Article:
Sunday, October 8, 2017

The Love Songs of Brooklynites

This Friday (the 13th) my new one-act play The Love Songs of Brooklynites will have a reading at the Dramatists Guild.

Part T.S. Eliot, part Preston Sturges, The Love Songs of Brooklynites takes the audience on a theatrical journey about finding ourselves while finding others.

The reading features Zach McCoy and Jessica Vera. It will be held at 7:00 pm in the Mary Rogers Room at the Dramatists Guild, 1501 Broadway (between 43rd and 44th Street) on the 7th Floor.

See the picture below to take a look at the venue. Hope you can make it!


Tuesday, October 3, 2017

The Age of Garrick

Though the Licensing Act of 1737 kept politics off the stage in Britain for much of the eighteenth century, British theatre continued to make tremendous artistic strides, particularly in acting.

The provincial actor David Garrick moved to London the very year the Licensing Act was passed, and had the good fortune to be coached by Charles Macklin, an actor renowned for his performances as Shylock in William Shakespeare's The Merchant of Venice. At first, Garrick performed at a theatre of dubious legality known as Goodman's Fields, but in 1742 he made his debut at Drury Lane, one of the two patent theatres with a near monopoly on drama in London.  He soon began a long and productive artistic partnership with Peg Woffington, the leading actress with the Drury Lane company. Such was his success, that in 1747 Garrick took over the management of Drury Lane and instituted a number of reforms.

The most important of these reforms came in 1762, when Garrick banned spectators from the stage. Wealthy patrons had traditionally paid extra to sit on the stage itself and be seen as well as watch the actors. The practice was common before the English Civil War, and while it abated during the Restoration period when expensive new scenery was being introduced, theatres at the beginning of the 18th century placed benches onstage for the audience. Garrick abhorred the practice and eliminated the onstage benches. This allowed for greater realism, both in scenery and in acting. He also raised ticket prices to pay for the fancy new sets he was commissioning.

In 1771, Garrick hired the French-born artist Philippe de Loutherbourg to design sets at Drury Lane. De Loutherbourg also made numerous innovations in lighting, which made his sets even more impressive. His sets moved as well, so clouds could drift across the sky, and miniature ships could appear to sail through the water in the distance. Eventually, de Loutherbourg created a miniature stage he called the Eidophusikon, which controlled the lighting and scenery to an extreme degree, but had no room for actors. People paid money simply to watch the brilliant moving pictures, and the Eidophusikon attempted to compete with the theatre itself. Fortunately, the Eidophusikon never put Drury Lane out of business.


Garrick wasn't satisfied with the new plays being written, however, so he began writing his own. He collaborated with the playwright George Coleman the Elder (best known for his hilarious but misogynistic comedy The Jealous Wife) to write The Clandestine Marriage, which was based loosely on a series of satirical pictures by William Hogarth. Garrick's plays might not have been terribly original, but they were entertaining and remained popular well after his retirement. In 1769, Garrick held a massive celebration of William Shakespeare in the Bard's hometown of Stratford-upon-Avon. Though it was a little late for the bicentennial of Shakespeare's birth five years earlier, Garrick spared no expense in arranging a Jubilee celebration, which featured a pageant of Shakespeare's most popular characters. Unfortunately, heavy rains flooded a special tent for the occasion, and all Stratford was covered with mud. Not to be put out, Garrick wrote a play about the event, called it The Jubilee, and performed it at Drury Lane along with the procession of characters.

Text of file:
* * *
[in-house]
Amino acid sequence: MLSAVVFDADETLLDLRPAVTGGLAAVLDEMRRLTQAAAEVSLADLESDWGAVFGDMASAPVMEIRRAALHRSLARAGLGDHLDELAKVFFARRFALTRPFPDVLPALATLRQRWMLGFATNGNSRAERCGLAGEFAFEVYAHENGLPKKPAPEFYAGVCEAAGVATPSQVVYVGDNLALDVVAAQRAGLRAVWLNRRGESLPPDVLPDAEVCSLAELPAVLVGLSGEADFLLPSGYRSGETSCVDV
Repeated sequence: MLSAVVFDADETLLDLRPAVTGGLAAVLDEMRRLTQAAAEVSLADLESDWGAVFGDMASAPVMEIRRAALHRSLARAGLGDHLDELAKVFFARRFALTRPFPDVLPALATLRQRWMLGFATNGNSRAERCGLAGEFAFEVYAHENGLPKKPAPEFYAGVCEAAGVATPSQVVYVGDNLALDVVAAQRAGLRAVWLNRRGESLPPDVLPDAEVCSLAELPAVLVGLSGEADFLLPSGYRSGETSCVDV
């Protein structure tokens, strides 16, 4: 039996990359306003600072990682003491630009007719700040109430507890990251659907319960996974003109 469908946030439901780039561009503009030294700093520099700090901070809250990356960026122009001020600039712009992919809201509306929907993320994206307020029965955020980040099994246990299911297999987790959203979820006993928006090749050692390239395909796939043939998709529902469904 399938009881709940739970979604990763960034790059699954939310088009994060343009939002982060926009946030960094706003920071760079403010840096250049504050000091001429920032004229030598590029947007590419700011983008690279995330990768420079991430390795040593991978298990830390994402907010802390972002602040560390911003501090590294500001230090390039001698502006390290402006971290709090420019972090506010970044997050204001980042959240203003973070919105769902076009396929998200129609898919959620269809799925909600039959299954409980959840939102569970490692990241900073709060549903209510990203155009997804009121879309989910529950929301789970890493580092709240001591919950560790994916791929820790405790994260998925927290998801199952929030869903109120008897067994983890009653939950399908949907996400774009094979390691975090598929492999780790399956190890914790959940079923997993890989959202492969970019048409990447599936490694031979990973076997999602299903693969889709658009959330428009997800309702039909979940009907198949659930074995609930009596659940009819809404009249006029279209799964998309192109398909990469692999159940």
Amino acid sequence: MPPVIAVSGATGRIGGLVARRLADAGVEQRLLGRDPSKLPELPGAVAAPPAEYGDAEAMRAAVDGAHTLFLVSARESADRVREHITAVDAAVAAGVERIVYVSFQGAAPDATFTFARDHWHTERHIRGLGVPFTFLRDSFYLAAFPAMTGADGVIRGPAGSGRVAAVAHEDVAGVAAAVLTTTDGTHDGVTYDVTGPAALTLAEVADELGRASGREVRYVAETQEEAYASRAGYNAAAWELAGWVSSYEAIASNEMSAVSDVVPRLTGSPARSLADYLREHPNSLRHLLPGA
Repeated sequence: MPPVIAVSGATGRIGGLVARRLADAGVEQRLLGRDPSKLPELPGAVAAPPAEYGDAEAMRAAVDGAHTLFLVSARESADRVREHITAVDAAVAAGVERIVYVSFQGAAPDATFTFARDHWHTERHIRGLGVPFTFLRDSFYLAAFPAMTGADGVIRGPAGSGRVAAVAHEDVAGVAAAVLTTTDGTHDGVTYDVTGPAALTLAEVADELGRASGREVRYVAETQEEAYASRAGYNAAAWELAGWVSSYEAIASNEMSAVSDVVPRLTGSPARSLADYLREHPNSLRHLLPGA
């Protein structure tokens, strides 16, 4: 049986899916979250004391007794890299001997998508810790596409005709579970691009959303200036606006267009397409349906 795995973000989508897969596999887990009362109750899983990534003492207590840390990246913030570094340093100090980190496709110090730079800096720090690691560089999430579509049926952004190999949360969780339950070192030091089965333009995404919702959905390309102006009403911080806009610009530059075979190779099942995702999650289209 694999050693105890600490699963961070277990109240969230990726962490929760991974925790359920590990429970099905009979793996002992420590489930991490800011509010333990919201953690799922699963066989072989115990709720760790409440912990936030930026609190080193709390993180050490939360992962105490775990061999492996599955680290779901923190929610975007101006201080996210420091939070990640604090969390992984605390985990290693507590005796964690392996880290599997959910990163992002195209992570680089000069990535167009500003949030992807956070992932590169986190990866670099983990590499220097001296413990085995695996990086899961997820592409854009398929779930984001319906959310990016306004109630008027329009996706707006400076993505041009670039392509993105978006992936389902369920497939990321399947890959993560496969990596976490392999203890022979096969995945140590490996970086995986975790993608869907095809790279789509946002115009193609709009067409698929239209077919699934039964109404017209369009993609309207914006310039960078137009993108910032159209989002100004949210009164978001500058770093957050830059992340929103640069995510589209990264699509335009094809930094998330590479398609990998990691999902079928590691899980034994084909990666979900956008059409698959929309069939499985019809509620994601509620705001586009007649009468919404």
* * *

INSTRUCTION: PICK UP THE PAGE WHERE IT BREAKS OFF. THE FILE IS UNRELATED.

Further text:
Garrick's most important contribution, however, came in raising the standards of acting in the eighteenth century, not just in England, but on the European continent as well. The French philosopher Denis Diderot after seeing Garrick wrote a famous essay called "The Paradox of the Actor" in which he tried to determine what made a great actor's performances so engaging. According to Diderot, great actors like Garrick display the illusion of feeling without feeling strong emotions themselves. The paradox is that the more emotional an actor becomes, the less able he is to convey emotions consistently on stage, while the more rational he is, the better he is to show different emotions night after night. Intelligence was what a great performer needed, not feeling.

Though Drury Lane dominated London's theatre scene under Garrick, the rival theatre at Covent Garden scored a palpable hit in 1773 with a play by Oliver Goldsmith called She Stoops to Conquer. Goldsmith loathed the sentimental comedies that had become popular in the eighteenth century and considered his play a "laughing comedy" since the crazy antics of the characters provoked outright guffaws rather than the knowing smiles of earlier works.

Though not as bawdy as Restoration comedy, She Stoops to Conquer captures much of the energy of earlier comic works, and it helped to pave the way for another playwright, Richard Brinsley Sheridan. In 1775, Covent Garden produced Sheridan's play The Rivals, about a man who creates an alter-ego for himself to be his own rival for the love of the woman he wants to marry. The play features a duel, which had special interest for the audience, since Sheridan himself had fought two widely publicized duels over the honor of his fiancée and later wife, the singer Elizabeth Ann Linley.

In 1776, Garrick retired from the stage, and the newly successful Sheridan bought his stake in Drury Lane. He soon took over the theatre, and tailored his next play, The School for Scandal, to perfectly suit the strengths of the actors in the Drury Lane company. The play was a massive hit, and Sheridan later used his fame to launch a successful bid for parliament. From 1780 onward, he enjoyed a dual career as both a theatre manager and a politician. The mild-mannered Age of Garrick was over, and increasingly the theatre was becoming politically charged.

Friday, September 29, 2017

Reading Next Month at Dramatists Guild

Next month, on the auspicious evening of Friday, October 13th, my new one-act play The Love Songs of Brooklynites will have a reading at the Dramatists Guild as part of their Friday Night Footlights program.